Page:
A MOTHER of four from Pembroke says she was forced to take her sick two-year-old – with no coat or shoes - on an early hours train after being discharged from Glangwili A&E this morning.

Joanna Allen and daughter Nyla were rushed to Carmarthen by ambulance when paramedics became concerned that she was extremely unwell on Monday.

After a wait of two hours Joanna said she was left frustrated by a doctor’s 'misdiagnosis' of molluscum contagiosum, a common viral skin infection, as chicken pox and an alleged lack of thorough examination.

They were then sent away with advice to administer water with a syringe, she said.

In a post on facebook, Joanna said this left her and Nyla stranded at 3am in Carmarthen with no advice or support given on how they might get home other than being told a taxi would be £80.

Joanna explained: “There was a train at 5.30am, my child had no coat or shoes and was clearly unwell and tired. I got a taxi to the station in the bitter cold with a ill two-year-old, no pram, no shoes, no coat and arrived back in Pembroke at 6.45am.

“The train didn’t charge me, must have had a heart, unlike Glangwilli, we then had a taxi at 7am, waiting in the cold, to my home address.

“Knowing my child was unwell I took her to my GP in Pembroke Dock at 2pm today (Monday) where she was diagnosed with a very bad case of tonsillitis and was prescribed 10 days of antibiotics.

“As a mother I don’t think any child should be treated this way, a complaint has been made. Shame on the big wigs that took away Pembrokeshire’s facilities. Disgusting!”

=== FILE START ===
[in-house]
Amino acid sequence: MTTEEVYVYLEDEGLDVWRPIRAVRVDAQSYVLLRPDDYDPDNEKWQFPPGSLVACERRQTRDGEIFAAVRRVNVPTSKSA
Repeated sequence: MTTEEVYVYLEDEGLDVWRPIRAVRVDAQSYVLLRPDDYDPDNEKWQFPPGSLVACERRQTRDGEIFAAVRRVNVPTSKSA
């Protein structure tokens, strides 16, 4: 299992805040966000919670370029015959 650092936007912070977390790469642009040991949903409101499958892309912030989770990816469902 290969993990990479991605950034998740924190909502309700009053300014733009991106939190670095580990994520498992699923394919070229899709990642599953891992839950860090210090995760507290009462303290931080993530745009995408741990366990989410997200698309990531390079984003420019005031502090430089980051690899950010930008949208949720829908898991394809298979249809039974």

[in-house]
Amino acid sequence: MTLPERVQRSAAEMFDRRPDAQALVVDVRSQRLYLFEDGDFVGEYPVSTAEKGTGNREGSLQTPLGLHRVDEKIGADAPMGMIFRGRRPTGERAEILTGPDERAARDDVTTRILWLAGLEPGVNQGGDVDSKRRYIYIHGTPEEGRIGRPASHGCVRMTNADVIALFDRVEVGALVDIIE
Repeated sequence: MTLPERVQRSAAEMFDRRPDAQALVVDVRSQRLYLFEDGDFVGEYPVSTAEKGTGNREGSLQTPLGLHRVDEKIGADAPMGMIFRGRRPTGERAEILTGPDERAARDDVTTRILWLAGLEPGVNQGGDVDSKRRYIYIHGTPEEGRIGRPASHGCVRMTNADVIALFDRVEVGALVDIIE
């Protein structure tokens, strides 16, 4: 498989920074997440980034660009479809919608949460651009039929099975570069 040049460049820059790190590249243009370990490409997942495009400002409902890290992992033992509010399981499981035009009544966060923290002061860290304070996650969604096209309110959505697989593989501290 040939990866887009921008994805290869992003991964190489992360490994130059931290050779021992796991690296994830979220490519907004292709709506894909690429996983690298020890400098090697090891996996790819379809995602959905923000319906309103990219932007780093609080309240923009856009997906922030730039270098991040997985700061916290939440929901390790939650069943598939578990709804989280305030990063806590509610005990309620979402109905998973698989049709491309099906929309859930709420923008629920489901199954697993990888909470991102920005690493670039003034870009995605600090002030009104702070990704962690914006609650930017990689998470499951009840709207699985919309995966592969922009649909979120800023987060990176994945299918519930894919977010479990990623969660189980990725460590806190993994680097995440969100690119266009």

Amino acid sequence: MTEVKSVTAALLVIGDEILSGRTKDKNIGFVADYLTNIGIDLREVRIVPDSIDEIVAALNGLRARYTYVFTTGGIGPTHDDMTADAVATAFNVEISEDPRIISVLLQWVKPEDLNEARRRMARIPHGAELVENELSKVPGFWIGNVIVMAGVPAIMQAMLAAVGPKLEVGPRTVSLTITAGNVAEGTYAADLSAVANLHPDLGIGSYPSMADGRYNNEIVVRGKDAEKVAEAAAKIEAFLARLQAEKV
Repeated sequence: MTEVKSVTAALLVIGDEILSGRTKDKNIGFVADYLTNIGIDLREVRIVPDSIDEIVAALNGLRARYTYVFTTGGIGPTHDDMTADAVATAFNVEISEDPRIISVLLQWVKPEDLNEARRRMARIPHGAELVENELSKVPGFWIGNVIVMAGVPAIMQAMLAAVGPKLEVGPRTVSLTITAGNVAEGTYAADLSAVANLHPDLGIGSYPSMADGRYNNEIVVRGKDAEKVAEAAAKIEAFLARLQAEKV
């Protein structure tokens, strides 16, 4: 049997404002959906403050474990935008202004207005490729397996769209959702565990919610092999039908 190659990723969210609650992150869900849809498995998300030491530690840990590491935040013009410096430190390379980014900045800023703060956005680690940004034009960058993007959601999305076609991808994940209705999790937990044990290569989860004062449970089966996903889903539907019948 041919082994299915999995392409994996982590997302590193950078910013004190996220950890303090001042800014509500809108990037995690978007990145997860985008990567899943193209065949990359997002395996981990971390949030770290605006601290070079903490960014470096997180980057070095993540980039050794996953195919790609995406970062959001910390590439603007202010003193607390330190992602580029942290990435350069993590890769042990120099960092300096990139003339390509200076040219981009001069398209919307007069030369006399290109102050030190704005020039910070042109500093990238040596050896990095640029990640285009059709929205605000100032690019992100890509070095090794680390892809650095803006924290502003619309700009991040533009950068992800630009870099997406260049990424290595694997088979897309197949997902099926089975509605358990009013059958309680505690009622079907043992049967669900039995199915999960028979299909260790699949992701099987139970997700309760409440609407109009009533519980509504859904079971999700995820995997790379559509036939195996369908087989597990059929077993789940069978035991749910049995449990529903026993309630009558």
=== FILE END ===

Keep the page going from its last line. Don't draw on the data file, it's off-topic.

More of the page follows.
Executive Director of Operations and Deputy Chief Executive Joe Teape said: "We regret to hear of any patient experience which has not been positive and would urge any individual with a concern to contact us directly so it can be looked into further. 

"There are occasions when patients are brought by ambulance to the Emergency Department assessed at the time, to be the best place for an individual patient to be seen and provided with any subsequent treatment that may be necessary. Clinical staff assess patients and either provide treatment, admit into hospital or if they are clinically fit, they can return home. We expect our staff to be compassionate and helpful when people have difficulty getting home, and they often signpost to non-emergency patient transport, which can provide assistance. In situations where this is unavailable but further support is required, they will ensure transport onwards to the nearest public transport provider. We continue to review non-emergency patient transport and have put a number of innovative schemes into place."

Hwyel Dda Health Board’s advice on its website states: “It is very unusual to be discharged from an inpatient ward overnight. An Emergency Department will discharge you when you are clinically fit. Normally people are expected to organise their own transport home – whether that be using public or private transport or asking for help from family and friends.

Free phone facilities for taxis are available in each hospital (Glangwili – next to the Emergency Department main entrance and in the Outpatients Department; Prince Philip Hospital – next to Emergency Department entrance and next to the shop in the hospital entrance foyer; Withybush Hospital – at the front of the waiting area in the Emergency Unit, at the entrance to the cafe and next to the main corridor entrance door; Bronglais Hospital – next to the Emergency Department reception desk and in the Outpatient’s Department).

“There is a discharge lounge at Glangwili Hospital to provide a more comfortable place to wait for transport if required. It is within the Priory Medical Day Unit, adjacent to the Emergency Department at the hospital. It is open 8.30am until 6pm.

“If someone has difficulty returning home, we urge them to talk to the healthcare provider at the time, so they can help if possible.

“A local transport scheme may be available (see above). Ward Sisters and hospital site managers can also consider using Health Board money to pay for a contracted taxi in the circumstance of no alternative transport for:

• frail elderly patients

• young vulnerable families

The decision is that of the ward sister and hospital site manager.